The support these startups received as part of the Polsky Center Accelerator Program was also extremely impressive. Teams received funding, office space, access to Polsky Center staff, coaching from faculty (including Waverly Deutsch and Bob Rosenberg), and mentorship from alumni entrepreneurs and Chicago-area investors. My favorite part of the summer program was weekly teach-in sessions with area entrepreneurs, which really showcased Booth’s success developing entrepreneurial talent. We met in small groups with Matt Maloney (’10), the Founder and CEO of GrubHub, and Jon Morris (’05), the Founder and CEO of Rise Interactive, both of whom started their companies through the New Venture Challenge while at Booth. We also had access to 1871, the preeminent co-working space in Chicago that provides startups with programming, educational resources, space, and access to a community of like-minded entrepreneurs.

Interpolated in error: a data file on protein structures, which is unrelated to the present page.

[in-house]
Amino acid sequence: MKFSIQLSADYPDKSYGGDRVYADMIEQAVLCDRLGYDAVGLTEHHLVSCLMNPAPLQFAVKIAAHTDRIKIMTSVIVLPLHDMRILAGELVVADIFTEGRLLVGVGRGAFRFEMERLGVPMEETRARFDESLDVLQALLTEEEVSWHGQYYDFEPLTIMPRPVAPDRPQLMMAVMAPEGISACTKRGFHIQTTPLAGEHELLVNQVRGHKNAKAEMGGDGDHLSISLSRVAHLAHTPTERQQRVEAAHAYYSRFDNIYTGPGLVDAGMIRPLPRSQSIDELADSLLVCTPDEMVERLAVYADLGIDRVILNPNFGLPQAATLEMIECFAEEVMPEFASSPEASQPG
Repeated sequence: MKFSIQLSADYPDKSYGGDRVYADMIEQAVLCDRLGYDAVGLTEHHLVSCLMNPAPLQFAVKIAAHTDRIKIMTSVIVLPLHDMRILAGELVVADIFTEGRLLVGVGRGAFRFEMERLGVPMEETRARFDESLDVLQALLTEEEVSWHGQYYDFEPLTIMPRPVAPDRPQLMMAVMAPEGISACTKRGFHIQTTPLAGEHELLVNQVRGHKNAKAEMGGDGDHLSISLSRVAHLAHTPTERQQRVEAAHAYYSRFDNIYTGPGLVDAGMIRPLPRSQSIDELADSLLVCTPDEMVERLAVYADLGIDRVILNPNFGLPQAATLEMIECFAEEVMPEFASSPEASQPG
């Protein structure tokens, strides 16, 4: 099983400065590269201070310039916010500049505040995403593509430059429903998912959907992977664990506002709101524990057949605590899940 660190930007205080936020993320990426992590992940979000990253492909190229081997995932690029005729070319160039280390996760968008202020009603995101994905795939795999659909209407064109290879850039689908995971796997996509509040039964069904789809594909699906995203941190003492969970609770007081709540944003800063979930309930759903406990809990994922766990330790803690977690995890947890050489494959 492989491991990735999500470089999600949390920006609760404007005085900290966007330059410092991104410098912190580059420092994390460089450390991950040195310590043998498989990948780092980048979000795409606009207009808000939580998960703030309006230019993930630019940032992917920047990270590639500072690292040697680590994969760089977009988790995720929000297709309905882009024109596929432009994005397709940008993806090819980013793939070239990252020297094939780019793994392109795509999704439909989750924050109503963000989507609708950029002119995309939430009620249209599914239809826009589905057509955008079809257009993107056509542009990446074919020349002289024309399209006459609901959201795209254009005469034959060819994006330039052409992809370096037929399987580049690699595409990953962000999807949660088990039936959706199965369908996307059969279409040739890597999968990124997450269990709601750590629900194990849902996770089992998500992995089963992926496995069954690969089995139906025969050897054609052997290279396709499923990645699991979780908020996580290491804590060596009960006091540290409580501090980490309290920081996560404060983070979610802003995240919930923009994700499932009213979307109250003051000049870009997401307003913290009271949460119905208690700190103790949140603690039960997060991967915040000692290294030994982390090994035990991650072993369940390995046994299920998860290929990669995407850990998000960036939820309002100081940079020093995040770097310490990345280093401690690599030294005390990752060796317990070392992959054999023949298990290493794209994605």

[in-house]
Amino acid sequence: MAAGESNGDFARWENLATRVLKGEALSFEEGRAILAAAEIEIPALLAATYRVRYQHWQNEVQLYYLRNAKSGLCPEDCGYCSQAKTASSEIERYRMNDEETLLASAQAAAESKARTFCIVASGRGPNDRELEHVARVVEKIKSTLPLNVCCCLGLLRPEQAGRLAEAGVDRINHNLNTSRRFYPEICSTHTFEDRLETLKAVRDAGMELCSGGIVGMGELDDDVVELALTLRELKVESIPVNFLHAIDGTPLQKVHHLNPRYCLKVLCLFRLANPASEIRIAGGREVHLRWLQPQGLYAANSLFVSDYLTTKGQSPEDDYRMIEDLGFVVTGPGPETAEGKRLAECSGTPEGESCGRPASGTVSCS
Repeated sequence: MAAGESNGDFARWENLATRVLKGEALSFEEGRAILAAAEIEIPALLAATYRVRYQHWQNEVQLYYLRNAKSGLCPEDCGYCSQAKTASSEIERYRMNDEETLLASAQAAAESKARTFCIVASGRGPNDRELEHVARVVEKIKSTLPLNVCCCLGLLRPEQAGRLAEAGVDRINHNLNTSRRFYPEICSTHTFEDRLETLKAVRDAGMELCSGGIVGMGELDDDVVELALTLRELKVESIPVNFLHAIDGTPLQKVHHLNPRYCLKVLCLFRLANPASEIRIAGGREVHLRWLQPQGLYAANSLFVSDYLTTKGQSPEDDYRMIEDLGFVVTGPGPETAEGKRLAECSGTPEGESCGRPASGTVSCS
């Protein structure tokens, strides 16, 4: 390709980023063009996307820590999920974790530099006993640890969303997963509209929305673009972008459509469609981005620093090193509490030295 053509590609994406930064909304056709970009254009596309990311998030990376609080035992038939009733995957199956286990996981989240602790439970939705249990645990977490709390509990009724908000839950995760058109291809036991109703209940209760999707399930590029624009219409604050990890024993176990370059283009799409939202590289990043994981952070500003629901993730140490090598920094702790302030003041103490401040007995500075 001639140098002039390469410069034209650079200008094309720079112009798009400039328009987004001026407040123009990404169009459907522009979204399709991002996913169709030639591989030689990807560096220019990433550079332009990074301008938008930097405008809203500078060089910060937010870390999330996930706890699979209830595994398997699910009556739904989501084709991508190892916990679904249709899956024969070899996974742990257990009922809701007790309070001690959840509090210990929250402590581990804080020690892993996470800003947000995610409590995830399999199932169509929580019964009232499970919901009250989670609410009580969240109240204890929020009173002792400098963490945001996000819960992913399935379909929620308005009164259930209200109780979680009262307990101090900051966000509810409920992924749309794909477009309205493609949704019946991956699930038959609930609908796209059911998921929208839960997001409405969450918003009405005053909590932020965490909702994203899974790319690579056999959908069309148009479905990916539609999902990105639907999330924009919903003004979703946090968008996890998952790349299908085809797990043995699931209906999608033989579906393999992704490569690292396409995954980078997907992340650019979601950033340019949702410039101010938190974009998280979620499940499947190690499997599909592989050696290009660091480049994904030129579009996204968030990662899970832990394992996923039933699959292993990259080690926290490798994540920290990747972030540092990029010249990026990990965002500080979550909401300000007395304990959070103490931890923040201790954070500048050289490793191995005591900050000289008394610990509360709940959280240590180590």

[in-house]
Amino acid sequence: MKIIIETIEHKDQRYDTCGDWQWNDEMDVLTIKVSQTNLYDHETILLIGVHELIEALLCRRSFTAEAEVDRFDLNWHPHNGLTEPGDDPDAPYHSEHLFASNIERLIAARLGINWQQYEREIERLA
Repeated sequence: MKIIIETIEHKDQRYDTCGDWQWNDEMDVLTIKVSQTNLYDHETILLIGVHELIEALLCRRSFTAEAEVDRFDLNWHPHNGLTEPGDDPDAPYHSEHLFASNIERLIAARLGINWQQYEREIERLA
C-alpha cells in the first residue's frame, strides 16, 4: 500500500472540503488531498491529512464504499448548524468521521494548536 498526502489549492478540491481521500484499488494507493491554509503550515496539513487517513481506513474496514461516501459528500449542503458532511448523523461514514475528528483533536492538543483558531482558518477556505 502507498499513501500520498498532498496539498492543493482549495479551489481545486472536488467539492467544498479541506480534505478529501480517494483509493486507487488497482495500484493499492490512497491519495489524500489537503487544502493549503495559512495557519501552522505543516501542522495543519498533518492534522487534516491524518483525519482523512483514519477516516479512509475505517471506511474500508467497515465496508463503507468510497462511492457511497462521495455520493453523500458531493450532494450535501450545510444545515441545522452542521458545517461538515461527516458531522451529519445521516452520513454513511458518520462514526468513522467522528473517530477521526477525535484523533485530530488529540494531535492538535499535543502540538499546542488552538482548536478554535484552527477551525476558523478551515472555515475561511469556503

This pre-MBA internship was a rare opportunity to develop my skills in an environment that fostered creativity while jump-starting my Booth experience. I’m starting classes this week with a strong understanding of the resources available to entrepreneurs on campus, a growing network of current students and alumni, and additional hands-on experience that will contribute to my career aspirations. Plus, I learned how to navigate via public transit down to Hyde Park—I will be my class’s expert on the differences between the express and local trains! Overall, in addition to a transformative pre-MBA professional experience, I was able to enjoy a wonderful summer exploring all that Chicago has to offer.
Official Student Blog for Chicago Booth. Here we talk about our experience and share stories about our time at Booth.